Most of the books I read this year are pretty heavy: 12 Years A Slave, In The Garden Of Beasts, Killing Jesus, One Flew Over The Cuckoo Nest, Fountainhead, In Cold Blood...you get the picture. These are remarkable books and left strong impressions, but it's time for a little happy-go-lucky. Jane Austen was the first author that came to mind - and Sense and Sensibility is sitting on my bedside table as the next on my "to read" list.
Austen is a timeless author who will continue to impact readers for generations to come. Her legacy is rich and cherished. She has addressed some of the most relatable issues of love and romance in an enjoyable and charming fashion. Life is not all sunshine and roses for the characters in Austen's novels, but she creates a beautiful journey - touching all of our emotions in different capacities.
Austen creates characters with faults that we can find rooted in our own personalities. Seeing characters with their own flaws, making mistakes, overcoming hardships, and encountering life's perfectly unplanned moments, can help us on our own life journey. We can empathize with the likes of Emma and Elizabeth Bennet; acknowledge and appreciate their imperfections, helping us do the same with our own. And, a little like life, the characters that are kind of heart are rewarded. Not exactly as planned - but it helps us look through life with rose colored glasses.
It's easy to get distracted by the "romance" element of her stories, just as it is in the modern day. But Austen isn't just a romance novelist. She told the story of life, and love and marriage are two of the biggest players - is that not much different from today? But, when reading her works, keep in mind this quote: "I wish, as well as everybody else, to be perfectly happy; but, like everybody else, it must be in my own way." She envelops this message in each of her stories.
Just like the characters in Jane Austen's novels, the best way to reach happiness comes from your own effort. There's no rule book, no Mr. Darcy guarantee...but you'll be quite pleased at where your best perfectly happy may lead you.
A quick synopsis of Jane Austen's works from JaneAusten.com:
Jane Austen's first major novel was written in 1798-99, when she was in her early twenties. It is a comic love story set in Bath about a young reader who must learn how to separate fantasy from reality. Miss Austen sold the novel (then entitled Susan) to a publisher in 1803, and the work was advertised, but never published. She bought it back many years later, and her brother Henry Austen published the novel as Northanger Abbey after her death in 1817.
Sense and Sensibility was the first of Jane Austen's novels to be published. She began to write it sometime around 1797, and she worked on it for many years before its publication in 1811. The title page said that is was written "By a Lady," and only her immediate family knew that Jane Austen was the author. Impetuous Marianne Dashwood tumbles into a fairytale romance that goes sour, and her practical older sister Elinor copes with the family's financial problems while hiding her own frustrated romantic hopes.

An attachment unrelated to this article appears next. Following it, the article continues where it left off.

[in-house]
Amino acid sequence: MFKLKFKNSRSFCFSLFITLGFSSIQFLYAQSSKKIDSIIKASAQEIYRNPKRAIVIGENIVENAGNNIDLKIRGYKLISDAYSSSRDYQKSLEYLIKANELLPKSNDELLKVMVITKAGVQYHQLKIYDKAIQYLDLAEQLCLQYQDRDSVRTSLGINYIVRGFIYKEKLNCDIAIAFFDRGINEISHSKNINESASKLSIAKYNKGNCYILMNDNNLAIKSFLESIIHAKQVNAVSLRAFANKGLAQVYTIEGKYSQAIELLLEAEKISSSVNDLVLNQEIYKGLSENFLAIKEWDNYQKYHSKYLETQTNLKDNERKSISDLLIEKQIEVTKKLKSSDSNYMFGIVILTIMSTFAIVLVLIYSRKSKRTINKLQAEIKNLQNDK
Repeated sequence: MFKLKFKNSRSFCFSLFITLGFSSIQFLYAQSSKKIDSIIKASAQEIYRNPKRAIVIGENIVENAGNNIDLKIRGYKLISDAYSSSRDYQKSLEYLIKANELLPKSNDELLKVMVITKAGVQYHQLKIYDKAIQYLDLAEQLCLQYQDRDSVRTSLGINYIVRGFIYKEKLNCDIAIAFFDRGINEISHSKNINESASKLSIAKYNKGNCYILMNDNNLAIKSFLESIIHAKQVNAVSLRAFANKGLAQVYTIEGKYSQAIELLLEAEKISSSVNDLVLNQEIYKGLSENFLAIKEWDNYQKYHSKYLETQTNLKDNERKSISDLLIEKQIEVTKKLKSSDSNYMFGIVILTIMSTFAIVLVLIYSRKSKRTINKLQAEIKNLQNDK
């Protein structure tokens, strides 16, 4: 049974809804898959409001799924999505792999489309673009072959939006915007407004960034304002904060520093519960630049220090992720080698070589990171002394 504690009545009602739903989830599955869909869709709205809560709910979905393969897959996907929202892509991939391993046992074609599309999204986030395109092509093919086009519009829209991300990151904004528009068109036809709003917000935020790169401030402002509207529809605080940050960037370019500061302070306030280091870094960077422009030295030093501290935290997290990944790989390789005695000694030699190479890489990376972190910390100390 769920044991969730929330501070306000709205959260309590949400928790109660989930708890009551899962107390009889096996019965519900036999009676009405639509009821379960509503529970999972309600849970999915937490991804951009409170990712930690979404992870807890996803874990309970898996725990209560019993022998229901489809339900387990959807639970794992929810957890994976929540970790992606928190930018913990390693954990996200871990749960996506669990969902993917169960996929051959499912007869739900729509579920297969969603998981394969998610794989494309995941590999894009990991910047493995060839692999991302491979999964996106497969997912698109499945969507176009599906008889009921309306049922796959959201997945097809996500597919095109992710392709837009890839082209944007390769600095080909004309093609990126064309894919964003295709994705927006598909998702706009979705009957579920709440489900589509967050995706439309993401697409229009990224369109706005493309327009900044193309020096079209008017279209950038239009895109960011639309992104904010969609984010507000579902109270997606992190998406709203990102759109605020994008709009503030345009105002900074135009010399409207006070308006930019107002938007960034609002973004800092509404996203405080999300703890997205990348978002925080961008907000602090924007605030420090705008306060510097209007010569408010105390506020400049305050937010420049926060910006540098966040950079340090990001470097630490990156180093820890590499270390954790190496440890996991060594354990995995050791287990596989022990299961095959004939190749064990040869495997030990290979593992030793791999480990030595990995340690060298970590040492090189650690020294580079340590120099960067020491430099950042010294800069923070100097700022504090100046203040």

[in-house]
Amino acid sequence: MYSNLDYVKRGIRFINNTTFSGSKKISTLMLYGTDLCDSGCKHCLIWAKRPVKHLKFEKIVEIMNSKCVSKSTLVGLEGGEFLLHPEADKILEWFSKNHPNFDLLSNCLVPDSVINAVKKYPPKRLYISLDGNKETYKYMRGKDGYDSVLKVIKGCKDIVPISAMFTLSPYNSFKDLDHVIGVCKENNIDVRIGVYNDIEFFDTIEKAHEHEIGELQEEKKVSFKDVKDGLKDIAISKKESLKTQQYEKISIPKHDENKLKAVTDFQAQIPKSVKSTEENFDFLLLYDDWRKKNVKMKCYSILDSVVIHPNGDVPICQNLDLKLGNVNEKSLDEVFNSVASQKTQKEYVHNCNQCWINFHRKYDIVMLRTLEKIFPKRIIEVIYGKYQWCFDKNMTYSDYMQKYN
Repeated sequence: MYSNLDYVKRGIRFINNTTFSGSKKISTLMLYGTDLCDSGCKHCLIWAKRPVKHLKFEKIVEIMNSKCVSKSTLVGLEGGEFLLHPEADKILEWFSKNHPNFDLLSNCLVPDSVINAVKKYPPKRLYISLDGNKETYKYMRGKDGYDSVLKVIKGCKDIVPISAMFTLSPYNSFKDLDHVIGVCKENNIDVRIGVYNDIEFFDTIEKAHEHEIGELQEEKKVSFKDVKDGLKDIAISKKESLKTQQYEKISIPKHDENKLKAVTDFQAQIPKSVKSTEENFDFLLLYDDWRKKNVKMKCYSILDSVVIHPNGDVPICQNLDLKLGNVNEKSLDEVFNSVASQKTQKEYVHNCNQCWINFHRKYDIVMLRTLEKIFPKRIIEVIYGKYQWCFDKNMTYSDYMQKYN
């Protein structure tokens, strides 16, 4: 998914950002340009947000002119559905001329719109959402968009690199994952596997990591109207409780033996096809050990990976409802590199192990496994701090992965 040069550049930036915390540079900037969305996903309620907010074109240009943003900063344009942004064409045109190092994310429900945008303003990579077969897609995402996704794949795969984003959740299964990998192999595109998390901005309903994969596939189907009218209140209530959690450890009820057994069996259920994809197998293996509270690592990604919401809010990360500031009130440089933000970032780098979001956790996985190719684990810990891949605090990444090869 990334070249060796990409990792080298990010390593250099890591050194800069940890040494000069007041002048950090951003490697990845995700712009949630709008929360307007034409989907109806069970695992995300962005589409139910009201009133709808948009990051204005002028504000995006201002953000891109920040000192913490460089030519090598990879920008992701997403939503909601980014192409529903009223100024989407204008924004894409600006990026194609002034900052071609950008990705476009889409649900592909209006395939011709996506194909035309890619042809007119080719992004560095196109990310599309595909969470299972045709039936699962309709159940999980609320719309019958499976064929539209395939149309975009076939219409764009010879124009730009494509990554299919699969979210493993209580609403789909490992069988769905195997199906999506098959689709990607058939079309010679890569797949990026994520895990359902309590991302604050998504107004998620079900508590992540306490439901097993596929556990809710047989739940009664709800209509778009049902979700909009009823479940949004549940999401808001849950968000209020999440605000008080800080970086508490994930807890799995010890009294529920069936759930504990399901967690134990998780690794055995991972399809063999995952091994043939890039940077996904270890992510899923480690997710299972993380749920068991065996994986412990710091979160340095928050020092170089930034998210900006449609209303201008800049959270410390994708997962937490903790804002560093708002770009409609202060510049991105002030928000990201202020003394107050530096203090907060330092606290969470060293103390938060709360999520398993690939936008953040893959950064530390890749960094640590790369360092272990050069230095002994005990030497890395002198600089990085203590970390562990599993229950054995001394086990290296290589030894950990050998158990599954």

Pride and Prejudice was first written in the late 1700s, then rewritten in 1811-12 and finally published in early 1813. It is probably the most-read of all of Jane Austen's novels and is a popular favorite among many. Originally entitled, First Impressions, the novel deals with the misjudgments that often occur at the beginning of an acquaintance and how those misjudgments can change as individuals learn more about each other.
Mansfield Park was written between February, 1811 and the summer of 1813. It was the third novel Jane Austen had published and it first appeared on May 4, 1814. During her lifetime, it was attributed only to "The author of Sense and Sensibility and Pride and Prejudice," and the author's identity was unknown beyond her family and friends. It is Jane Austen's most complex novel and deal with many different themes, from the education of children, to the differences between appearance and reality.
Emma was written in 1814-15, and while Jane Austen was writing it, it was suggested to her by a member of Prince Regent's household that she dedicate it to His Royal Highness. Austen took the suggestion as it was intended -- as a command -- and Emma was thus dedicated, but the dedication itself is rather slyly worded. Emma deals with a young woman's maturation into adulthood and the trouble she gets herself into along the way.
Persuasion was written in 1815-16, while Jane Austen was suffering from her fatal illness. She was still working on some revisions at the time of her death in 1817. The novel was published posthumously by her brother, Henry Austen. Persuasion is a novel of second changes, expectations of society, and the constancy of love.